|10-12||North Caucuses Deployment Issue / CFE Treaty / Russian Non-Compliance with CFE / SanctionsAgainst Russia / Links to Usama Bin Laden and Dagestan and Chechnya|
QUESTION: On Chechnya and Russia, do you have anything to say on the report the Russians will not obey the CFE agreements in the North Caucasus due to the situation in Chechnya?
MR. RUBIN: Yes, we are familiar with the North Caucasus deployment issue. It is correct that the Russians have told us and other CFE treaty partners that they seek to comply with the Conventional Forces In Europe treaty but have exceeded limits in Russia for the North Caucasus region. The Russians have promised to provide us additional information about their military activities in Chechnya with regard to these treaty limitations.
The good news is that Russia has come forward and discussed this issue, demonstrating its commitment to notify pursuant to the treaty. It also demonstrates that the treaty is an important tool for constraining military equipment levels and ensuring international scrutiny. The bad news is that they have exceeded the limits.
Let me say in that regard that, overall, Russian compliance with the CFE Treaty has been generally good. The question of the flank region has been a long-standing one. Their levels have exceeded the flank limits for some time. We take compliance very, very seriously. We're reviewing the details of the information they've provided to us and we'll be taking this matter up with them on a number of levels in the coming days.
QUESTION: How much have they exceeded the limits?
MR. RUBIN: Substantially. There are two limits. One limit is the existing limit and the other limit is the larger limit that would come into play if the treaty were adapted and approved this November. We're talking about many, many hundreds of pieces of equipment over the limits in the armored combat vehicle category.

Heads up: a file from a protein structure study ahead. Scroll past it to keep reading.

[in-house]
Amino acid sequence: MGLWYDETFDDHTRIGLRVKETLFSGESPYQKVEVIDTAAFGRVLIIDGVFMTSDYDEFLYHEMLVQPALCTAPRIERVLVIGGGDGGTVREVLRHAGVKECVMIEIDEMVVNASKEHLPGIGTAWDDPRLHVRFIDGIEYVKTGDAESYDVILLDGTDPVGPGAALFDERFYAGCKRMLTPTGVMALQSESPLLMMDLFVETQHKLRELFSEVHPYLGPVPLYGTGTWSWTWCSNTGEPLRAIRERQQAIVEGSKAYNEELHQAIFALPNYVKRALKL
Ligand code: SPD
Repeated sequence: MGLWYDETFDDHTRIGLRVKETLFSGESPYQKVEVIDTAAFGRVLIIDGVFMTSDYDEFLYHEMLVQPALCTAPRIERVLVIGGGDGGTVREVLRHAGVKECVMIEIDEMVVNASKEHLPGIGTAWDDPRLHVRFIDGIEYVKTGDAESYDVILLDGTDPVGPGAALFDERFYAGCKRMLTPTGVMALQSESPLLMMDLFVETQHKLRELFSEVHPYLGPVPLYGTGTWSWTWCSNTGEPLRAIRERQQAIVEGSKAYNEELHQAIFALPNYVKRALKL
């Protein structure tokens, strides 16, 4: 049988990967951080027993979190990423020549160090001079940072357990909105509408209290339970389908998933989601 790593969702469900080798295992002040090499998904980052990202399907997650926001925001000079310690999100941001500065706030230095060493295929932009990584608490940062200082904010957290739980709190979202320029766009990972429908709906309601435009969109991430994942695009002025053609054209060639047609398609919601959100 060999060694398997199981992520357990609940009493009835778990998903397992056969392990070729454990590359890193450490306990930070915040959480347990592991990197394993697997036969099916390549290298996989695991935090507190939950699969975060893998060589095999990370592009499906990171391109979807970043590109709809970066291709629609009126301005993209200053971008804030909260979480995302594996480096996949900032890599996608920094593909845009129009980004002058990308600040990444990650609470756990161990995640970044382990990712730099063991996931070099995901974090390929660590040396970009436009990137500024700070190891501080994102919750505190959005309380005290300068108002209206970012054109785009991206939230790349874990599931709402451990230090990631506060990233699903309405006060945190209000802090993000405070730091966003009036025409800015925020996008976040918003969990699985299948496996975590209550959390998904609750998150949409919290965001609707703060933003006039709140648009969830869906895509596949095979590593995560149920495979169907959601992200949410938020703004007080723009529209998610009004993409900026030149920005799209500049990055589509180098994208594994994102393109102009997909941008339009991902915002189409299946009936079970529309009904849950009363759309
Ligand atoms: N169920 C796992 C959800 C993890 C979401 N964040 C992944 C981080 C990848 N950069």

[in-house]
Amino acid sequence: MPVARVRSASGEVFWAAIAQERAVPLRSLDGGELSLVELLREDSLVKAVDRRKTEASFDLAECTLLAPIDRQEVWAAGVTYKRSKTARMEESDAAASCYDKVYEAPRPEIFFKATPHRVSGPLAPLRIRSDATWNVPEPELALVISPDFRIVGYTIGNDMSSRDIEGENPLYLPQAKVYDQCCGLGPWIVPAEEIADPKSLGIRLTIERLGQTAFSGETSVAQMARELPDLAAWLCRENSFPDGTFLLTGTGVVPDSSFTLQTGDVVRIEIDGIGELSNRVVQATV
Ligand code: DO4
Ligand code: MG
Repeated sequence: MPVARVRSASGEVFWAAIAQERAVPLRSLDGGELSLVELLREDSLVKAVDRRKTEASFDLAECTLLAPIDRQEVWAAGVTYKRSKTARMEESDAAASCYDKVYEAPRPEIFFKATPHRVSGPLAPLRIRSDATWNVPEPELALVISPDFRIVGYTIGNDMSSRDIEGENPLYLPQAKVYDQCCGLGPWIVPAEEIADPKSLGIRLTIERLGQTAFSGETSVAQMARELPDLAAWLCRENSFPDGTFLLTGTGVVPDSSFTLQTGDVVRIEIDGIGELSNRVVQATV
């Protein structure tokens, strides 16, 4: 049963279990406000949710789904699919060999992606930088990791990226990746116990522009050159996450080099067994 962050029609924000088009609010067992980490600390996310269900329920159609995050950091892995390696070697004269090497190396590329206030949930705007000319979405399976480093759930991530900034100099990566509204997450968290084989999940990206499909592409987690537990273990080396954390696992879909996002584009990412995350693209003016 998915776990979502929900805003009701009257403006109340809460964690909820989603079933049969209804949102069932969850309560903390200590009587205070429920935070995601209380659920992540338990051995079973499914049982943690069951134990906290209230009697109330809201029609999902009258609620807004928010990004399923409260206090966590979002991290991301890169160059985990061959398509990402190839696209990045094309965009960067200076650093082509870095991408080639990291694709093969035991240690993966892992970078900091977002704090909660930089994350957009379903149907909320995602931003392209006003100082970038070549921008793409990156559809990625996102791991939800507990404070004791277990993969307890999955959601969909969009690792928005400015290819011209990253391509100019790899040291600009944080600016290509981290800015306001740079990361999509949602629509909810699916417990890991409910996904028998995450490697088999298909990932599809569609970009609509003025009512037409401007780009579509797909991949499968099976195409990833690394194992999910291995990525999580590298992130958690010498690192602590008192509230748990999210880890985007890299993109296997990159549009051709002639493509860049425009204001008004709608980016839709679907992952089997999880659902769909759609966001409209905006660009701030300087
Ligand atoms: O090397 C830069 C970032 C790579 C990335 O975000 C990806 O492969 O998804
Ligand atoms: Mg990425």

QUESTION: Is there any way to bring them back to the limits?
MR. RUBIN: Well, they would have to bring themselves back to the limits.
QUESTION: What about - what is the value of the treaty, then, other than that they're now --
MR. RUBIN: Well, the treaty doesn't provide a military enforcement mechanism to launch an invasion of Russia by which we could take the Russian armored combat vehicles out of the Caucasus and return them to Russia. That would be the standard that you're suggesting there.
What the treaty can do is to identify the problems. It can require that Russia notify and it can help bring international pressure to bear on them to comply. That's what arms control treaties can do. Those who create artificial suggestions or straw men as to what a treaty can do, we can't answer those criticisms. Some of that has come in the Comprehensive Test Ban Treaty debate. People have sought a guarantee from us signing a treaty that another country won't test. Treaties don't do that. Arms control treaties don't do that. They don't have military enforcement measures that the United States would use military force to guarantee such an outcome.